Obsessive compulsive disorder
What are compulsions and obsessive-compulsive disorder?
The obsessive-compulsive disorder is divided into obsessional thoughts and compulsive acts. The obsessions differ from normal thoughts in the way they are experienced and thought by the person concerned. The thoughts during OCD are accompanied by the constant fear of harming other people or even getting into an embarrassing situation.
They can not be deliberately turned off or thought out, so that they resemble again and again, ending in despair. The obsessions are further subdivided into obsessions, compulsions and compulsions. In the ideas and pondering, the person in question experiences in his thoughts again and again a negative situation, eg. B. that something could happen to the spouse, or that he might have misunderstood something.
The coercive impulses drive him to perform certain actions, even if they can have a negative impact on the person or others. The obsessive-compulsive disorder is perceived as nonsensical, but any attempt to defend against it triggers even more anxiety and tension.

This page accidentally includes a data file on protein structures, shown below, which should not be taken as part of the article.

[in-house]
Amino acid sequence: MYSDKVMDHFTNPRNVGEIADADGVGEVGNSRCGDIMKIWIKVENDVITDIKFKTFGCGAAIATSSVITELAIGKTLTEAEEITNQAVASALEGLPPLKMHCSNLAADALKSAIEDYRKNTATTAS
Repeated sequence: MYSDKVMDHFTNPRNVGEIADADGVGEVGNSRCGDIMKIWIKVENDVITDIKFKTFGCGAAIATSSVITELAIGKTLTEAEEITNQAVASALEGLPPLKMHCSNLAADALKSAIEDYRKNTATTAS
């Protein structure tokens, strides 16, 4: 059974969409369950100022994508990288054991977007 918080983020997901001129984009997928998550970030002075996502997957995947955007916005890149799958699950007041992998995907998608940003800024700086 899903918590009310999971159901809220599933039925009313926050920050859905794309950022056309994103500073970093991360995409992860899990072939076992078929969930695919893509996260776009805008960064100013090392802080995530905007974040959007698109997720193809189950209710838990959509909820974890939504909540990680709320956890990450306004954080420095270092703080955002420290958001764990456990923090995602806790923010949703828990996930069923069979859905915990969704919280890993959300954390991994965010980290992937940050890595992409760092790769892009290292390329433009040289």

In the case of OCD the affected person can not defend himself against the compulsive acts. These actions are behaviors that need to be repeated so often that they interfere with everyday life. An example of the behavior during an OCD is the constant checking that the stove has been switched off. In this case, the person concerned is subject to the compulsion to look for it again and again and thus does not have to do other things.
An obsessive-compulsive disorder can occur in different forms and contexts. Several factors play a role in OCD. On the one hand the obsessive-compulsive disorder can be caused by an organic malfunction and on the other hand by mental disorders.
Obsessive-compulsive disorder is often associated with other illnesses. For example, in connection with multiple sclerosis or epilepsy, but also together with depressive disorders, schizophrenia and alcohol abuse, the obsessive-compulsive disorder may occur. One speaks of an OCD only if it is particularly pronounced and no other mental illness.
From a medical perspective, the cause of OCD is that certain regions of the brain are damaged. These may be the basal ganglia, the limbic system or the frontal brain. If an obsessive-compulsive disorder already exists in the family, this biological factor is often not the cause.